Other key factors
- Institutional procurements: The approximate 20,000 MT of institutional procurements of millet and sorghum to replenish the national food security stocks maintained by the OPAM and the procurements by the WFP and other humanitarian organizations over the course of 2018 for purposes of the National Response Plan will be in line with or above the average due to the larger numbers of recipients of assistance across the country.
- Security situation: The security situation will remain marred by isolated incidents, which will continue to disrupt the free movement of people and goods, particularly in the Timbuktu and Gao regions and the northern reaches of the Mopti and Ségou regions. However, the organization of joint patrols involving all the warring parties is a sign of the easing of tensions, which should significantly improve the security situation and minimize its effects on socioeconomic conditions in affected areas.
- Humanitarian operations: The national response plan being prepared by the government provides for food assistance (cereal supplies supplemented by donations of oil and peas by the WFP for three months, during the lean season) and resilience-building assistance for approximately 795,000 people. There are ongoing and/or scheduled deliveries of farm input assistance for the upcoming growing season and of assistance for pastoralists in areas with pasture deficits in the form of (subsidized and/or free) supplies of animal feed and veterinary services. There will be continuing assistance for the reintegration of returnees and repatriates throughout the entire outlook period. These resilience-building programs will limit the recourse of recipient populations to negative coping strategies.
- Nutritional situation: Acute malnutrition rates across the country, which are regularly above the WHO threshold denoting a serious situation, are lowest between October and March (the post-harvest period). The reduction in food availability for poor households as of March-April, triggering changes in household diets, particularly during the lean season between June and September, and the surge in diarrheal diseases with the erosion in health and sanitation conditions (the use of surface water, disease, etc.) during the rainy season will further contribute to the deterioration in the nutritional situation through the month of September which, as usual, will reach its peak between July and August, with rising numbers of admissions to nutritional rehabilitation programs and a GAM rate close to the median for the lean season across the country and the figure for 2017, namely 10.7 percent [9.8-11.6], but staying above the emergency threshold in areas with poor crop production.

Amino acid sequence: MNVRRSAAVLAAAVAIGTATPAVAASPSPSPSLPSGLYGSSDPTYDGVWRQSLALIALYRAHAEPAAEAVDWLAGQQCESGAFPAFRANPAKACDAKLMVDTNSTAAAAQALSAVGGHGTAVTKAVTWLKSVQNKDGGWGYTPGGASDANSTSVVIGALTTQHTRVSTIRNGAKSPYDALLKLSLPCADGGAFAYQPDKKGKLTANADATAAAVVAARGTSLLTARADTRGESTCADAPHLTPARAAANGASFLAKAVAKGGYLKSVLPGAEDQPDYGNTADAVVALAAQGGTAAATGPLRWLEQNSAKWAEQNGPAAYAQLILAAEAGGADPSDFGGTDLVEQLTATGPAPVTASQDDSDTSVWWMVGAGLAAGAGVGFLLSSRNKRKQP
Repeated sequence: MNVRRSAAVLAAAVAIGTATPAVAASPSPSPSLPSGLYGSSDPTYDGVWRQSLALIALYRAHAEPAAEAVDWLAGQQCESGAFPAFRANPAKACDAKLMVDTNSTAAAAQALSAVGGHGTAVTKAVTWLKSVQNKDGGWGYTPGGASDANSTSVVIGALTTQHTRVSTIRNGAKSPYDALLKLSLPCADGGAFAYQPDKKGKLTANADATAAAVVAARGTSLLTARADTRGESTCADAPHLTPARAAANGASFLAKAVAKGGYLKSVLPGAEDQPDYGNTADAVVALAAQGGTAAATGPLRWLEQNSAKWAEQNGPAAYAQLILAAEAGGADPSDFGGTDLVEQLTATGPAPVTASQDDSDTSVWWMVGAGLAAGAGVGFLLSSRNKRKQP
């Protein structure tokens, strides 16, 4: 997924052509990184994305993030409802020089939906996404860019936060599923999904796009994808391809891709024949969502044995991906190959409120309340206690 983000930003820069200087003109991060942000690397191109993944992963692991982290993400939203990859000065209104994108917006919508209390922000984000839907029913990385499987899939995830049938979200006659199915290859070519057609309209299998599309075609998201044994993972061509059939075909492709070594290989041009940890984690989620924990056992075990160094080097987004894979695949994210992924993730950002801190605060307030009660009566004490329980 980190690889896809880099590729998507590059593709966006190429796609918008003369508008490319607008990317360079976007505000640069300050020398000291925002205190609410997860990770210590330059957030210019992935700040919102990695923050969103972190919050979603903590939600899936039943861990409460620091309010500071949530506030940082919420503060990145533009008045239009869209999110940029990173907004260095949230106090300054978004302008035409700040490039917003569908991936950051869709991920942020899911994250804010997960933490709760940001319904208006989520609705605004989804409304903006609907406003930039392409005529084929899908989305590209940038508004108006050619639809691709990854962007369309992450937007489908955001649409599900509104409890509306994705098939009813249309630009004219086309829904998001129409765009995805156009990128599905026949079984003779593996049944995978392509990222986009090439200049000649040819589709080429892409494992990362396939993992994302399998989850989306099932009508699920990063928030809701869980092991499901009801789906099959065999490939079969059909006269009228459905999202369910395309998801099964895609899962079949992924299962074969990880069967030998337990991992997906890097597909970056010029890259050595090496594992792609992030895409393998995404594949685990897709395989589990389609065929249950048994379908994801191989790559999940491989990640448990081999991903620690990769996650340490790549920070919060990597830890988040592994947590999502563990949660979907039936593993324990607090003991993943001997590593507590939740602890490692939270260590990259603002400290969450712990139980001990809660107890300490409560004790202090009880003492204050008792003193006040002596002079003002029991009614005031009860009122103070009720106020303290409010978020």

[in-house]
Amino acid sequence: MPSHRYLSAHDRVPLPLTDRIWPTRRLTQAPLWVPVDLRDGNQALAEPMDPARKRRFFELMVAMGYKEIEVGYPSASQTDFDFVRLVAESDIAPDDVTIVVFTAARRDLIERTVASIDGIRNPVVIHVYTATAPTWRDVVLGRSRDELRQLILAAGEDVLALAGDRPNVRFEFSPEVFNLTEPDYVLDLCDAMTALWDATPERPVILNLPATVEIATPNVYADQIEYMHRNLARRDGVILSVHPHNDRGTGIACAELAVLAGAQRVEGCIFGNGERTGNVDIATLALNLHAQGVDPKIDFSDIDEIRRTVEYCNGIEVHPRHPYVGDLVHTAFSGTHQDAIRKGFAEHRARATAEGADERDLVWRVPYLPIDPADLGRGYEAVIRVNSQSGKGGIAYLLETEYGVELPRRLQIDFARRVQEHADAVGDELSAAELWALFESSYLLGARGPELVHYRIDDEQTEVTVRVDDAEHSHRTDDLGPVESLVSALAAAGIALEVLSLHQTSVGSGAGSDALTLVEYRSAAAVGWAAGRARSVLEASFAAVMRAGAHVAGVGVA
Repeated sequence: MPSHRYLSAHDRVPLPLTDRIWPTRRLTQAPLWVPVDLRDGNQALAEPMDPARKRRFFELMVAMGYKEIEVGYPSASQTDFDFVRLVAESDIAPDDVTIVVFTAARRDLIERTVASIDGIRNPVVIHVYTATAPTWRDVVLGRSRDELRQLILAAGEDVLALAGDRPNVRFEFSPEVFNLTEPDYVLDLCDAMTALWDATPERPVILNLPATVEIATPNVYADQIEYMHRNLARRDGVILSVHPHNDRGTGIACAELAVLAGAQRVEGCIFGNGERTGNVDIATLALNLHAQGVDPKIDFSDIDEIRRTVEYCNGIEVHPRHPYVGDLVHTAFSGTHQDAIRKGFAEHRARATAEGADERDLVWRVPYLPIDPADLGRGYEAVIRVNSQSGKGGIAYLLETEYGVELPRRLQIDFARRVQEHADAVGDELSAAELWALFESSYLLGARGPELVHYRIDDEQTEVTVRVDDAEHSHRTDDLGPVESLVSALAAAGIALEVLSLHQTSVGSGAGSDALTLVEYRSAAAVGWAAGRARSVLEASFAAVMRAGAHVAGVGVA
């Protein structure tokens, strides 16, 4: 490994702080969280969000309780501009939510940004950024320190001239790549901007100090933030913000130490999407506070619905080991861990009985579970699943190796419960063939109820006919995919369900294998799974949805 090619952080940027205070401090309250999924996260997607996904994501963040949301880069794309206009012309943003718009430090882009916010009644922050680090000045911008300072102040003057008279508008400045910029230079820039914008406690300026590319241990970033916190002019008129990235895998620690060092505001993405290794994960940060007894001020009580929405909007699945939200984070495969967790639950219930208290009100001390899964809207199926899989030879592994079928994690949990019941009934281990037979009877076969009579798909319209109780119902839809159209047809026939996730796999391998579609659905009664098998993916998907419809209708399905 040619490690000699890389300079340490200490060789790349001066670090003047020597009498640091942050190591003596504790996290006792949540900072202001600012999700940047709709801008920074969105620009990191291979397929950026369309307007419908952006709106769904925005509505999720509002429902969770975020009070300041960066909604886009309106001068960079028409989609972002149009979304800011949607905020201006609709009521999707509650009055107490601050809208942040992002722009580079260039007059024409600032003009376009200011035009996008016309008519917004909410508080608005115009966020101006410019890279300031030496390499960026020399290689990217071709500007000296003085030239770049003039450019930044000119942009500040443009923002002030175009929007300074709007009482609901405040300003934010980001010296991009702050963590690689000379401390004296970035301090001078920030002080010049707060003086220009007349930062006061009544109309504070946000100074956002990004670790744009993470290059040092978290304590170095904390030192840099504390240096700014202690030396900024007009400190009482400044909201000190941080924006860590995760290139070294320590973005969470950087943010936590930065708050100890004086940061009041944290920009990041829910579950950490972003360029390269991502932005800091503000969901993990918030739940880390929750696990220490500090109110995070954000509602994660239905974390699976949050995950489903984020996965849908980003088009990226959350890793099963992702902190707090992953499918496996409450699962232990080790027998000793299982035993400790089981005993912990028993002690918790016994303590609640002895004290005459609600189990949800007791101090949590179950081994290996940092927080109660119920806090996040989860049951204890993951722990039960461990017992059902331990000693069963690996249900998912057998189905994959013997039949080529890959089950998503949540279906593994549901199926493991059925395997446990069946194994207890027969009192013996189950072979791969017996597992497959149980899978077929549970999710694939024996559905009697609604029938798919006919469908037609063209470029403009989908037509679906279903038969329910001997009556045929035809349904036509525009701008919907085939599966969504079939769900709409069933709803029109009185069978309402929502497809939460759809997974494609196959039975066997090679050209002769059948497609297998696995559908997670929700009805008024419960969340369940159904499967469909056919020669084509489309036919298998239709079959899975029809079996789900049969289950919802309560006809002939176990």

Most likely food security outcomes
The generally average availability of crops across the country and near to slightly above-average food prices are helping to give most households average food access. Food and income-earning opportunities from work in the harvest and average levels of income from normal farm labor and nonfarm activities are enabling most households to maintain their food access without much difficulty. As a result, most households across the country will experience Minimal (IPC Phase 1) food insecurity between February and September 2018.
The large shortfall in cereal production in lake areas of Goundam and parts of the Niger River Delta area of Mopti, the river valley at Timbuktu, Gao, and the Western Sahel will deplete food stocks earlier than usual, or by February instead of March-April, contributing to the sharper than usual deterioration in household food consumption during the lean season, driving the share of households with poor food consumption scores above the figure of 17.2 percent reported by the national food security and nutrition survey (ENSAN) of September 2017. The combined effects of the premature depletion of food stocks and rise in cereal prices to above-average levels will cause poor households in these areas to resort to atypical coping strategies involving wage labor, borrowing, and cutbacks in nonfood spending. The SMART survey of July 2017 characterized the global acute malnutrition (GAM) rate for the country as a whole as « serious, » with an escalation in malnutrition levels in the regions of Timbuktu (from 14.3 percent in 2016 to 15.7 percent in 2017) and Gao (from 14.8 to 15.2 percent). This general trend will continue, fueled by localized problems with food access and poor health and sanitation conditions. As a result, poor households in these areas will be in the Stressed (IPC Phase 2) phase of food insecurity between March and September 2018. The same applies to poor pastoral households in the Gourma area of Gao and Timbuktu facing an earlier than usual deterioration in terms of trade for livestock/cereals during the lean season in pastoral areas, which will begin sooner than usual. Very poor, completely destitute households in these areas, whose numbers do not meet the 20 percent threshold requirement for reclassifying an entire area, will find themselves in a Crisis (IPC Phase 3) situation without large-scale deliveries of food assistance.